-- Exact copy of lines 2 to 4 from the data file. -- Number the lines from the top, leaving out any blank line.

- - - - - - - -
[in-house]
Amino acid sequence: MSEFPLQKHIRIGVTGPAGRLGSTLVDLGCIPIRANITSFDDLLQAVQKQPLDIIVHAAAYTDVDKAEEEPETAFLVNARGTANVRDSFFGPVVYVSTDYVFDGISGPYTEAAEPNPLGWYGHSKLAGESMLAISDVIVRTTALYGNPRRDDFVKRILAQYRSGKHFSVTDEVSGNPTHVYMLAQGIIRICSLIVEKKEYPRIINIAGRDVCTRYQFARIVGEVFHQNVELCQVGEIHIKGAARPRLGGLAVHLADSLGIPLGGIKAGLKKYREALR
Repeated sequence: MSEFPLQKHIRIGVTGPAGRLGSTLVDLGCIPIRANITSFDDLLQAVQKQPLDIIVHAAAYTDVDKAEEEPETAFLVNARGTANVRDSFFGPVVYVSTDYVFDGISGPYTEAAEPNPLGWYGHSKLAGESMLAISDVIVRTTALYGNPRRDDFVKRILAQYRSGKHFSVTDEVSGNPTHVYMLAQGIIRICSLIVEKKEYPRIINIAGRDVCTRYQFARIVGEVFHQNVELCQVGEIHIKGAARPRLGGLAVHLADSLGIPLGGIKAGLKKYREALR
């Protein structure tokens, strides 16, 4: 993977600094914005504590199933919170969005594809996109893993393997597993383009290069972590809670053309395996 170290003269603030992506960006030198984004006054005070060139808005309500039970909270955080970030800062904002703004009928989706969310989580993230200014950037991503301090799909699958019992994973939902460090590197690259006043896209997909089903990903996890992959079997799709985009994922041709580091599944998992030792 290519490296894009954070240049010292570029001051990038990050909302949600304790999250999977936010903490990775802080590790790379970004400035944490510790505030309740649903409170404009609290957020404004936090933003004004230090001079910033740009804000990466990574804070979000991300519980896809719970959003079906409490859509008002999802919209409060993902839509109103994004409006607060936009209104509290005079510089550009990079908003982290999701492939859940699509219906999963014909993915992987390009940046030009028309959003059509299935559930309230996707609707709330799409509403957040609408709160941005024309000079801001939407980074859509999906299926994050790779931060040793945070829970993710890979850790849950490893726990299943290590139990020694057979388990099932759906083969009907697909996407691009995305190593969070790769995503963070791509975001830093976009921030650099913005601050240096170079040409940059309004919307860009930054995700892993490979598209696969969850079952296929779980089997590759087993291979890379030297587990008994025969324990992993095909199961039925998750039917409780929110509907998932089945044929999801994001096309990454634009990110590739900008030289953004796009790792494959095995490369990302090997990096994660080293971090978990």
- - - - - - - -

Amino acid sequence: MSEFPLQKHIRIGVTGPAGRLGSTLVDLGCIPIRANITSFDDLLQAVQKQPLDIIVHAAAYTDVDKAEEEPETAFLVNARGTANVRDSFFGPVVYVSTDYVFDGISGPYTEAAEPNPLGWYGHSKLAGESMLAISDVIVRTTALYGNPRRDDFVKRILAQYRSGKHFSVTDEVSGNPTHVYMLAQGIIRICSLIVEKKEYPRIINIAGRDVCTRYQFARIVGEVFHQNVELCQVGEIHIKGAARPRLGGLAVHLADSLGIPLGGIKAGLKKYREALR
Repeated sequence: MSEFPLQKHIRIGVTGPAGRLGSTLVDLGCIPIRANITSFDDLLQAVQKQPLDIIVHAAAYTDVDKAEEEPETAFLVNARGTANVRDSFFGPVVYVSTDYVFDGISGPYTEAAEPNPLGWYGHSKLAGESMLAISDVIVRTTALYGNPRRDDFVKRILAQYRSGKHFSVTDEVSGNPTHVYMLAQGIIRICSLIVEKKEYPRIINIAGRDVCTRYQFARIVGEVFHQNVELCQVGEIHIKGAARPRLGGLAVHLADSLGIPLGGIKAGLKKYREALR
């Protein structure tokens, strides 16, 4: 993977600094914005504590199933919170969005594809996109893993393997597993383009290069972590809670053309395996 170290003269603030992506960006030198984004006054005070060139808005309500039970909270955080970030800062904002703004009928989706969310989580993230200014950037991503301090799909699958019992994973939902460090590197690259006043896209997909089903990903996890992959079997799709985009994922041709580091599944998992030792 290519490296894009954070240049010292570029001051990038990050909302949600304790999250999977936010903490990775802080590790790379970004400035944490510790505030309740649903409170404009609290957020404004936090933003004004230090001079910033740009804000990466990574804070979000991300519980896809719970959003079906409490859509008002999802919209409060993902839509109103994004409006607060936009209104509290005079510089550009990079908003982290999701492939859940699509219906999963014909993915992987390009940046030009028309959003059509299935559930309230996707609707709330799409509403957040609408709160941005024309000079801001939407980074859509999906299926994050790779931060040793945070829970993710890979850790849950490893726990299943290590139990020694057979388990099932759906083969009907697909996407691009995305190593969070790769995503963070791509975001830093976009921030650099913005601050240096170079040409940059309004919307860009930054995700892993490979598209696969969850079952296929779980089997590759087993291979890379030297587990008994025969324990992993095909199961039925998750039917409780929110509907998932089945044929999801994001096309990454634009990110590739900008030289953004796009790792494959095995490369990302090997990096994660080293971090978990």